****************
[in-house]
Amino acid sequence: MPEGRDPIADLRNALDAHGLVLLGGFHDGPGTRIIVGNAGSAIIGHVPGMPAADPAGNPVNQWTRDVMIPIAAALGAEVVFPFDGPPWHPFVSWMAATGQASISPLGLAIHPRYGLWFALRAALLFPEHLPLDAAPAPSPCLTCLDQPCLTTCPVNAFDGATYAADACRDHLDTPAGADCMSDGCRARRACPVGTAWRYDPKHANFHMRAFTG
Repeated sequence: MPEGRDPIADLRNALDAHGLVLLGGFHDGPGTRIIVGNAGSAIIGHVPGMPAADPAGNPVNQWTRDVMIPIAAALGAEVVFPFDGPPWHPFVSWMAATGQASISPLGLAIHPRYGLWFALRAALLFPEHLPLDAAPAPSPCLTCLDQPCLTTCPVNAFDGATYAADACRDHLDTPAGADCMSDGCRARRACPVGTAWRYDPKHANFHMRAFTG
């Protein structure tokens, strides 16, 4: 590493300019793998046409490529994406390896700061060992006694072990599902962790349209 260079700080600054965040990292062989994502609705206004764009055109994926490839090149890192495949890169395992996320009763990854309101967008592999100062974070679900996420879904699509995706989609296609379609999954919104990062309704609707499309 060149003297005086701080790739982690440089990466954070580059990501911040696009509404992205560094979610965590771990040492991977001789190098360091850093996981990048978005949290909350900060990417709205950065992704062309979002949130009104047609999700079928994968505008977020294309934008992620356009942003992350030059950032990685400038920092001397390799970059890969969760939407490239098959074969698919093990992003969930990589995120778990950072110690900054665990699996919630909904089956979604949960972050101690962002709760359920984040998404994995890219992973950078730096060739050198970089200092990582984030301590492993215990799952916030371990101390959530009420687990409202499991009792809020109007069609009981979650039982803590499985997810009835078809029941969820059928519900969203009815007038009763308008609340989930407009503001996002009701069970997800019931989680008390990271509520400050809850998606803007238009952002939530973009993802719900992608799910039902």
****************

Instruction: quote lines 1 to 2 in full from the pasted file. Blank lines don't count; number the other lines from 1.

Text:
[in-house]
Amino acid sequence: MPEGRDPIADLRNALDAHGLVLLGGFHDGPGTRIIVGNAGSAIIGHVPGMPAADPAGNPVNQWTRDVMIPIAAALGAEVVFPFDGPPWHPFVSWMAATGQASISPLGLAIHPRYGLWFALRAALLFPEHLPLDAAPAPSPCLTCLDQPCLTTCPVNAFDGATYAADACRDHLDTPAGADCMSDGCRARRACPVGTAWRYDPKHANFHMRAFTG